SAP will likely make a great deal of noise about its cloud growth but compared with its peers, this looks decidedly anemic. Qualtrics up 22% might look good on paper but in reality, it's only slightly ahead of Medallia, its nearest competitor which reported revenue growth of 21% in September. You would have thought that it could have done better with a strong and effervescent management plus the backing of SAP's large customer portfolio.
Competitors who are on a different earnings release cycle will paint a fuller picture but the fact remains that SAP isn't cloud competitive in its core S/4HANA offering. I am genuinely surprised that its only real cloud offering, Busines ByDesign doesn't warrant a mention. SuccessFactors, SAP's HR offering ia now pitched as HXM - Human Experience Management - but again, there was a lack of any substantive detail around numbers. Why?
In the earnings release, CEO Christian Klein is quoted as saying:
COVID-19 has created an inflection point for our customers. The move to the cloud combined with a true business transformation has become a must for enterprises, to gain resiliency and position them to emerge stronger out of the crisis. Together with our customers and partners we will co-innovate and reinvent how businesses run in a digital world.
Will they? If so then I'd like to know how that will be achieved given that there has been plenty of criticism of S/4 as little more than a well overdue technical simplification, there is a long way to go as regards industry-specific updates and precious little talk of the much vaunted and promised integration work. Those are questions for the analyst call though I expect those folk will be far more focused on getting into sales specifics rather than concerning themselves about the 'how' of the future.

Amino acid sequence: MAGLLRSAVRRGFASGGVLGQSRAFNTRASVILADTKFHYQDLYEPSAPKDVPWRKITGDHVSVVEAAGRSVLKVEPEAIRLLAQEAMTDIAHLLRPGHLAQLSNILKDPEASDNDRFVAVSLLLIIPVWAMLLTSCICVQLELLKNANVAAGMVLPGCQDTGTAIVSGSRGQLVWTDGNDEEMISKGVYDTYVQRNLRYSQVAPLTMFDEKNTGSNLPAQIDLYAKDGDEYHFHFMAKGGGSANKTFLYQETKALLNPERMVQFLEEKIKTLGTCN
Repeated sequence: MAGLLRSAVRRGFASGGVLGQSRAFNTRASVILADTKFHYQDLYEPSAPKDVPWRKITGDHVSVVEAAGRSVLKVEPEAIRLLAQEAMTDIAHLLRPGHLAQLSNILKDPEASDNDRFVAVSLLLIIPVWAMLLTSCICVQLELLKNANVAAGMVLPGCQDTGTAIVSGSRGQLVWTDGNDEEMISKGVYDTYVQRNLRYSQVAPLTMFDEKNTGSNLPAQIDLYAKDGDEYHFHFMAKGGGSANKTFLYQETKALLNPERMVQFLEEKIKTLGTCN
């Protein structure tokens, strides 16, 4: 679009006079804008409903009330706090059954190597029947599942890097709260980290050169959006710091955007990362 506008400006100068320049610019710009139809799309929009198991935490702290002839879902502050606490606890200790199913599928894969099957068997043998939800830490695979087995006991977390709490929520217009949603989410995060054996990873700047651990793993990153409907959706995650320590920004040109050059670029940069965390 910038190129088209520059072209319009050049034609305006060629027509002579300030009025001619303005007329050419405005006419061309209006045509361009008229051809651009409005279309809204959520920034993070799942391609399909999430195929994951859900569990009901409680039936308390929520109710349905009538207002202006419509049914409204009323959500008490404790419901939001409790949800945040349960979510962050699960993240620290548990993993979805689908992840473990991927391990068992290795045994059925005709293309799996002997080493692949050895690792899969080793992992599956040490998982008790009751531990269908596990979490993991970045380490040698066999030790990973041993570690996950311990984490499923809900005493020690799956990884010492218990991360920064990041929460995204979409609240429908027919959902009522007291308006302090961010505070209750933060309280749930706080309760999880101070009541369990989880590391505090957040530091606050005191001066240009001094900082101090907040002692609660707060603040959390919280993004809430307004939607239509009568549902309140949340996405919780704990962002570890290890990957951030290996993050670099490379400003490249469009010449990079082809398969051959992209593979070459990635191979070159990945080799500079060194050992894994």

I'd like to see analysts press SAP upon the 2025 projection. For me, that is so far into an uncertain future that includes extreme volatility until at least the middle of 2021. While I welcome a pushing back of numbers from 2023, I'd like to know more about the assumptions upon which the €22 billion fall out. I'd also like to know what 2021 Q1 looks like. This is the quarter when maintenance contracts are due for settlement. It's also the time when we expect something of a cash crunch among smaller and mid-sized firms as government pandemic support runs out in certain territories. There are two elements to my question. What is the renewal rate and what is the cash deferral rate? As an aside, it's perhaps worth noting the company upped its free cashflow for 2020 by a healthy €1bn.
Sales cycles have been disrupted. Unless SAP has come up with a factory approach to implementation we don't know about that could justify the forecast, coupled with a genuine fast-tracking of getting S/4HANA genuinely cloud-capable as opposed to lift and shift, then it is hard to understand the robustness of the current forecast. That last point might be explained by the backtracking on margin expansion. Oh - and SAP was silent on my current pet topic - pricing.
Depending on what happens during the analyst call, this story will either be updated or a fresh story written.